Hometown: Brooklyn, New York
Degree Program: Bachelor of Science in Landscape Architecture '22
What kind of questions or curiosities did you have when you decided to pursue a degree in landscape architecture?
While attending school in New York, I was very privileged to be able to make use of many amazing public parks around the city. Central Park, in particular, inspired me to pursue a degree in landscape architecture. It was a commonplace for my friends and I to visit after school, so I was very excited when I started interning there. During my time working at the park, I observed and experienced all the behind-the-scenes systems that kept the park running for millions of people every year. When I was exposed to this complex, yet hidden system, I was inspired to discover how the park was designed to be perceived as a naturalistic ecosystem.
How would you characterize your design ethos or process?
I would characterize my design ethos as chaotic and messy. In my design work, I emphasize the analog process using pen, pencil, leaves, woods, or anything other materials that are rooted in the experiential quality of the landscape. For me, embracing these fluid modes of representation express the ever-evolving and dynamic characteristics of the landscape's environmental and social systems.
Are there any other particular courses at Cornell that leverage your interests?
Anne Weber's Rural Adaptation class exposed me to a different set of landscapes through a designer lens, and expanded my understanding of landscape architecture, which has mostly been focused on urban settings. In this class, I used design research methods to explore the agricultural industry and its place in landscape architecture. After conducting this research, I believe there should be more opportunities to explore this uninvestigated intersection between landscape design and industrial agriculture because this intersection has untapped potential to mitigate environmental issues caused by farm operations while enhancing local ecosystems and communities.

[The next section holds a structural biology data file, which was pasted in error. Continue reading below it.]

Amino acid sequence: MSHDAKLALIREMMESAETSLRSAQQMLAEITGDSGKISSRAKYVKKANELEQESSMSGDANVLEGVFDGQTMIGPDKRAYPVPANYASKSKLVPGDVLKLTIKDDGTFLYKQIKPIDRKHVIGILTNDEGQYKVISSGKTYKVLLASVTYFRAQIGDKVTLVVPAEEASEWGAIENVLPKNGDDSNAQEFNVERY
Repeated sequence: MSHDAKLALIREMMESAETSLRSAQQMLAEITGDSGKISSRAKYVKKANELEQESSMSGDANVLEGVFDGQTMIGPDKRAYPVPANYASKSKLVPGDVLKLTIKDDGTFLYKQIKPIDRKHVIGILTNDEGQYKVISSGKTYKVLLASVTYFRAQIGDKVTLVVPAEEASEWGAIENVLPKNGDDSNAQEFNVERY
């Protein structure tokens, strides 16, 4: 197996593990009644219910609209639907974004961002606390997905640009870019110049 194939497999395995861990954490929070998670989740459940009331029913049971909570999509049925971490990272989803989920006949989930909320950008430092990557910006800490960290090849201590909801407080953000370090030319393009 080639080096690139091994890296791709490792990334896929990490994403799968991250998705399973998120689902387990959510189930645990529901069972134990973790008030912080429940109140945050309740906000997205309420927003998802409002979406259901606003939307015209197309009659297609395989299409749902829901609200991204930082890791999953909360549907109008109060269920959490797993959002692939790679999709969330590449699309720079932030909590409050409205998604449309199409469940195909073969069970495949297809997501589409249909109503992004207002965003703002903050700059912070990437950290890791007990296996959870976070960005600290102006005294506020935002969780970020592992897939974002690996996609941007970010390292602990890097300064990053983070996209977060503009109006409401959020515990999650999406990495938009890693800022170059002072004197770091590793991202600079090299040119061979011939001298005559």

Being at Cornell, has to live in the Finger Lakes region informed your view on the field, or even broader, the environment?
Growing up in Brooklyn, my experience of designed landscapes was shaped by small neighborhood parks, which were sometimes like extensions of the concrete sidewalk. Since starting my landscape architecture studies at Cornell, I have discovered my interests in a completely different set of landscapes. Even though I have limited experience with rural landscapes, I have been excited to learn more about agricultural landscapes, management practices, and their environmental effects. Especially being in the Finger Lakes Region, I became familiarized with the general environmental, cultural, and political trends of the agriculture industry in New York.
What would you tell your younger self from ten years ago? What would you tell your future self ten years ahead?
To my younger self, have fun! To my future self, have even more fun!